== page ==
In clojure a possible representation of a matrix is a vector of vectors, i.e. [[1 2] [3 4]]. A possible implementation of transposing a matrix would be:

(defn transpose [matrix]
  (loop [matrix matrix, transp [], i 0]
    (if (< i (count (nth matrix 0)))
      (recur matrix 
             (conj transp
                   (vec (reduce concat
                                (map #(conj [] (nth %1 i))
             (inc i))

Can anyone think of a more idiomatic to clojure implementation? for instance to avoid this horrid loop recur?


The usual solution is

(defn transpose [m]
  (apply mapv vector m))
  • 2
    This works because (apply mapv vector m) is the same as (mapv vector (m 0) (m 1) ...). map/mapv accepts function (vector) in this case and any number of collections. If more than one collection is provided then map will apply the function (vector) to the first items in those collections, then to the second items, etc. Nov 19 '18 at 11:01

As of 2014, I would recommend using core.matrix for any numerical work in Clojure.

Among other things, this provides implementations of all the most common matrix operations:

(use 'clojure.core.matrix)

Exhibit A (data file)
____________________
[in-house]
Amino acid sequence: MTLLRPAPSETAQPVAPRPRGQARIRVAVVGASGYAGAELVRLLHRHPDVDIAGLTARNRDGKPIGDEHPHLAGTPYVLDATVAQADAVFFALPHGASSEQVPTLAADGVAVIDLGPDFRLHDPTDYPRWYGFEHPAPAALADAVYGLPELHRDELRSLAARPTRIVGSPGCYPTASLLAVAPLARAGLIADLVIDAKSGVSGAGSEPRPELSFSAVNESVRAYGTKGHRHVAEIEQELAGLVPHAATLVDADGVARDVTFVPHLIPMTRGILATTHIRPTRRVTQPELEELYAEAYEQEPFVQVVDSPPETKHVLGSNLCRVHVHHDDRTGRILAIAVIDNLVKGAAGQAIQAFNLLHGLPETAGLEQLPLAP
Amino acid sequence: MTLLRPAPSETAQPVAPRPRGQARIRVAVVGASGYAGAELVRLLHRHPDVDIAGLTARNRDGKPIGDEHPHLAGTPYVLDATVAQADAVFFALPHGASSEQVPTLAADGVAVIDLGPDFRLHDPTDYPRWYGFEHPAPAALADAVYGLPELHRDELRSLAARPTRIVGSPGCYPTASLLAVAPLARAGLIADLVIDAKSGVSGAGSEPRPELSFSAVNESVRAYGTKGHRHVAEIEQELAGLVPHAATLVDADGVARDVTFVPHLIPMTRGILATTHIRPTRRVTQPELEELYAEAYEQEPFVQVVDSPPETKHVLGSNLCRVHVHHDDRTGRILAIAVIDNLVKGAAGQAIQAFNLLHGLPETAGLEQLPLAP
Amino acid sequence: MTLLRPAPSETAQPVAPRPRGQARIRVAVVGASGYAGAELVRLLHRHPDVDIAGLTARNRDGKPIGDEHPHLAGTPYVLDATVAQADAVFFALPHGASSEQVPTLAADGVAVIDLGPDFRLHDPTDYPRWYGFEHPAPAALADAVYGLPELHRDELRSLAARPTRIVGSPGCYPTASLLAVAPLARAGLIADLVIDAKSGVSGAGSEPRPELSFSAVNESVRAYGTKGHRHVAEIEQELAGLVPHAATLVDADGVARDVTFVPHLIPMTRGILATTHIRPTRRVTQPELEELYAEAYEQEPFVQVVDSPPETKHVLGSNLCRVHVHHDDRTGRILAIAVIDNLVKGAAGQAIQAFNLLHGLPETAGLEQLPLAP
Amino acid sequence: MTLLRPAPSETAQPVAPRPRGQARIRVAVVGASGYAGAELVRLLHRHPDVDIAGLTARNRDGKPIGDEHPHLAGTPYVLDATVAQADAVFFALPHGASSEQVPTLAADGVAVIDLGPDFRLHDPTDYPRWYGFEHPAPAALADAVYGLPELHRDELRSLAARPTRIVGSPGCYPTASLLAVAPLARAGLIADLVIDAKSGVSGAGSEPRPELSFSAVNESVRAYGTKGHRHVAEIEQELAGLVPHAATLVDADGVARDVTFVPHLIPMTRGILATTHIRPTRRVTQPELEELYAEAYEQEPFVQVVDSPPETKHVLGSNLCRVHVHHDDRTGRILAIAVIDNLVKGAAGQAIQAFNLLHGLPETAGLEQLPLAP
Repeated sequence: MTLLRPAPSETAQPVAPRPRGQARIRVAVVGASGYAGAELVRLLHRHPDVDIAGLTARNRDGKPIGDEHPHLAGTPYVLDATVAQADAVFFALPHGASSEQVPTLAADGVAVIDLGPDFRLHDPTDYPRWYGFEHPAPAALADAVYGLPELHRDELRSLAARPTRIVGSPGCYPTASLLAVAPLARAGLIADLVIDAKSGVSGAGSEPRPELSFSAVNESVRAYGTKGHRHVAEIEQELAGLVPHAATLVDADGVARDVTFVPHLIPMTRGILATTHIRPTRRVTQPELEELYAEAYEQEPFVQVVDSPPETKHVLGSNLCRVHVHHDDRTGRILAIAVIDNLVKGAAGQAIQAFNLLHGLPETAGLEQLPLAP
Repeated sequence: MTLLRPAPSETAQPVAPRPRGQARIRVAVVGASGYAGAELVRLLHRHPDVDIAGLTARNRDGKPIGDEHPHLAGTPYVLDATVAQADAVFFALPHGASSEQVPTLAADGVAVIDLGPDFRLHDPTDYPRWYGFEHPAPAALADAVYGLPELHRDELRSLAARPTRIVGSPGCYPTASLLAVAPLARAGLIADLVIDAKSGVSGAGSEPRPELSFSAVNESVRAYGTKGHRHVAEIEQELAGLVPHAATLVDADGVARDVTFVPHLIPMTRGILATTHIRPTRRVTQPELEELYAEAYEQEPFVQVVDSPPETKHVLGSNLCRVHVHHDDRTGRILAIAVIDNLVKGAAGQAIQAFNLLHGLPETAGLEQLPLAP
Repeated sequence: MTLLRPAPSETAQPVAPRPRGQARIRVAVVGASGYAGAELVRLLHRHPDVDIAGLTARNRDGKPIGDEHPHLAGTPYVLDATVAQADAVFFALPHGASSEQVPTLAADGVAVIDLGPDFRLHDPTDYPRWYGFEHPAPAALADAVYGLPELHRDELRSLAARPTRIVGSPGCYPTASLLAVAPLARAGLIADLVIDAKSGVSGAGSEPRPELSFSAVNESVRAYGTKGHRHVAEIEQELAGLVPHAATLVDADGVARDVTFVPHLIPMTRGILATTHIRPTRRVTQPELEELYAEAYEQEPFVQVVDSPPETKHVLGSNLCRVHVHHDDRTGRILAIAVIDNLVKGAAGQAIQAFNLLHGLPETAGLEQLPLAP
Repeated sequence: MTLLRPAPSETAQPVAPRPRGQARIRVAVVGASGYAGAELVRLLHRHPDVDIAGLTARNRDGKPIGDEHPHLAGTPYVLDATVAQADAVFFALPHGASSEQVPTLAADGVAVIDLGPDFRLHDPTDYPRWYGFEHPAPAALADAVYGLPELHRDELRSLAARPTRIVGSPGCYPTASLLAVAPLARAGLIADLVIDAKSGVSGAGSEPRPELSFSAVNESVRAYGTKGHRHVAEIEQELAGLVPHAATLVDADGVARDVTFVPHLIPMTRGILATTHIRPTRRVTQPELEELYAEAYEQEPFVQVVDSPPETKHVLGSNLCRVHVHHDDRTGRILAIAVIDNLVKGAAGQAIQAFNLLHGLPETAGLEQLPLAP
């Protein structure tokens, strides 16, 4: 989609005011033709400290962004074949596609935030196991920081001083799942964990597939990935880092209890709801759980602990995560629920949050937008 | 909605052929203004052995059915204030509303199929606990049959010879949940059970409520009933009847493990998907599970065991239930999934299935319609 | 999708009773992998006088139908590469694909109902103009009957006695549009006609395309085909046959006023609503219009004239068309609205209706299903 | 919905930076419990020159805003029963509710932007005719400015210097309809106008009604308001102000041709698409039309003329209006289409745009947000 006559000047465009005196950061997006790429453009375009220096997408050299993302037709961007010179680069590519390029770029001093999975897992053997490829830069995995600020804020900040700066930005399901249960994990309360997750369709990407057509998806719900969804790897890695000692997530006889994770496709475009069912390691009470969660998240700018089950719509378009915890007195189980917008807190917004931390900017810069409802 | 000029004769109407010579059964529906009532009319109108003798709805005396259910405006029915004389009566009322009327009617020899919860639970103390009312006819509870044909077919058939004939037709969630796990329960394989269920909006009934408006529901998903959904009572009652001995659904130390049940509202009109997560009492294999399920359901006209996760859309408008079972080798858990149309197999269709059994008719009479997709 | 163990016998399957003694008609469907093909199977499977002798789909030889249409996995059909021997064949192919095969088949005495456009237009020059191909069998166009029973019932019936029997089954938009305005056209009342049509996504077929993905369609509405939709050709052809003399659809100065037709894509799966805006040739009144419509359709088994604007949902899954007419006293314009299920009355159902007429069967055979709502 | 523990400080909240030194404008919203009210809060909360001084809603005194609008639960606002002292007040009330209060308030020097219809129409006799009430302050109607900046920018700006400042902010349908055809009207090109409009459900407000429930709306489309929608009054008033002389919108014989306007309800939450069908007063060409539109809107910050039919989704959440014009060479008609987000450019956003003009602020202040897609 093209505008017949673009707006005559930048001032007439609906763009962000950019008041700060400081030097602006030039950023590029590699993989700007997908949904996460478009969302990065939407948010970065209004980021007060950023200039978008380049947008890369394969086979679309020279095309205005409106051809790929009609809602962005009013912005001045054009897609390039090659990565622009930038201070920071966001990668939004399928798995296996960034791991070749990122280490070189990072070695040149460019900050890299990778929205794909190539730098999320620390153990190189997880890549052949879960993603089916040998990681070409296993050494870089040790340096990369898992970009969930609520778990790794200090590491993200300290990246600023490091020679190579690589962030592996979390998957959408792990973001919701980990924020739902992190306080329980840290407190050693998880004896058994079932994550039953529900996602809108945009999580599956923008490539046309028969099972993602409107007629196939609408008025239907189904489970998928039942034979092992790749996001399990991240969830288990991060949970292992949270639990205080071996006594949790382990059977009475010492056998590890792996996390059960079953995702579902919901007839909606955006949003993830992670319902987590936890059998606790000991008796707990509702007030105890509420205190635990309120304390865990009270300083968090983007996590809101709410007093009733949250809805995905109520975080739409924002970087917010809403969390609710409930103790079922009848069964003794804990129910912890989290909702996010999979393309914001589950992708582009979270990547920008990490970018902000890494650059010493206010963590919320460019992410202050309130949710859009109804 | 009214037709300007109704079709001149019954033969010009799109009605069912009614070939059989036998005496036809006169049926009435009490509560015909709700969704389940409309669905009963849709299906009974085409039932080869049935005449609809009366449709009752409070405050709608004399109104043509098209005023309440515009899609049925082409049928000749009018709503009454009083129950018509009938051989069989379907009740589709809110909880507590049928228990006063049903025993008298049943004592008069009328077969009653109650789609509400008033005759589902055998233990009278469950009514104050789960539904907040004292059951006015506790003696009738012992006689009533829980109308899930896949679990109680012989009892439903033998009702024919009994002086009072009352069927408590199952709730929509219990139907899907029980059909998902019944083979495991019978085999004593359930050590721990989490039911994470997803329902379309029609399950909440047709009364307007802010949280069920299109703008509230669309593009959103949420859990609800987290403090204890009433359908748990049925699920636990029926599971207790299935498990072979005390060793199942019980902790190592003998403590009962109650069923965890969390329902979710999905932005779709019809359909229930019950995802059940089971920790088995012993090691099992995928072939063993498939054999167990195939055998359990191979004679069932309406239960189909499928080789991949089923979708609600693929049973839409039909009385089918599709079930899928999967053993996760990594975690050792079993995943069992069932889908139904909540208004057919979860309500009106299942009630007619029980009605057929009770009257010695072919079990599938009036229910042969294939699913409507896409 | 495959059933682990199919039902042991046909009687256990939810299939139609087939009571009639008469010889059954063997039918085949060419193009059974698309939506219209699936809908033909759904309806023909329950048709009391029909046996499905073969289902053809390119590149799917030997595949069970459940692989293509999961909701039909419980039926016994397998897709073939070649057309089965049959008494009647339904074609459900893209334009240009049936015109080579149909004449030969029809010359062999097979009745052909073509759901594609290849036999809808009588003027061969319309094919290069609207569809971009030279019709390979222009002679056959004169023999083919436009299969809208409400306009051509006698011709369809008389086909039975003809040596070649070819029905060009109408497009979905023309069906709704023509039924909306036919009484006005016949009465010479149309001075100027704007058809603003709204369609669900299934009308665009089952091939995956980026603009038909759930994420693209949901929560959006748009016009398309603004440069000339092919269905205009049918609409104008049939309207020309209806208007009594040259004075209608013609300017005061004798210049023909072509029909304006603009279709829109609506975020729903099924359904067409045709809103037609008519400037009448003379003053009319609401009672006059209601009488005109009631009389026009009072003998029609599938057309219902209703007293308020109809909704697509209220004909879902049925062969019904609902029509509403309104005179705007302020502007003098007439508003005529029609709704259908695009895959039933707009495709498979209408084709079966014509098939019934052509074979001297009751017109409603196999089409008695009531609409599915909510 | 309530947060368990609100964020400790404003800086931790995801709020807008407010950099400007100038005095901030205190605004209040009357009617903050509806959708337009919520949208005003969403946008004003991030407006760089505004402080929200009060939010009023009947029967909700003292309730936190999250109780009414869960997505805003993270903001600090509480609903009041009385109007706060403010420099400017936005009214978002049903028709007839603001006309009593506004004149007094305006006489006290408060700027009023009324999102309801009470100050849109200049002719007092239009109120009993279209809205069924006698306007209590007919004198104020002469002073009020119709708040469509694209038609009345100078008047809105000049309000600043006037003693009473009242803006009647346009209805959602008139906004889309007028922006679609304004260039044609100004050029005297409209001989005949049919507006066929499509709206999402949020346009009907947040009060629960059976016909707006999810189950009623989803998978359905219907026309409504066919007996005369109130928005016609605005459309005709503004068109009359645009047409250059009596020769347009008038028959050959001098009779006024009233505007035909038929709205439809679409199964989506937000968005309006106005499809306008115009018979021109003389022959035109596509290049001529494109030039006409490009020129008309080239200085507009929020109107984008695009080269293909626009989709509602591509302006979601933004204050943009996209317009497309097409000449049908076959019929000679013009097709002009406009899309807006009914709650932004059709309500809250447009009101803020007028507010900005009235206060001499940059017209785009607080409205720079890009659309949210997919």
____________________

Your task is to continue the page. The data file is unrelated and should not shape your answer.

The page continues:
(transpose [[1 2] [3 4]])
=> [[1 3] [2 4]]
  • 12
    I think you should at least mention that core.matrix is written by you, if you're going to recommend it.
    – amalloy
    Jul 28 '14 at 6:47
  • 18
    I would discount that he is the author given the more pertinent fact that the namespace he recommends is prepended with the words "clojure.core"
    – ctpenrose
    Dec 18 '15 at 7:30
  • 3
    This is a valid answer. I don't see how a disclaimer could improve it. ... Arguably, this may not be idiomatic clojure, but optimized libraries are idiomatic for matrix ops.
    – muhuk
    Mar 19 '16 at 18:37
  • 2
    You can also try Neanderthal - new native-speed matrix library for clojure. Jul 8 '16 at 9:06

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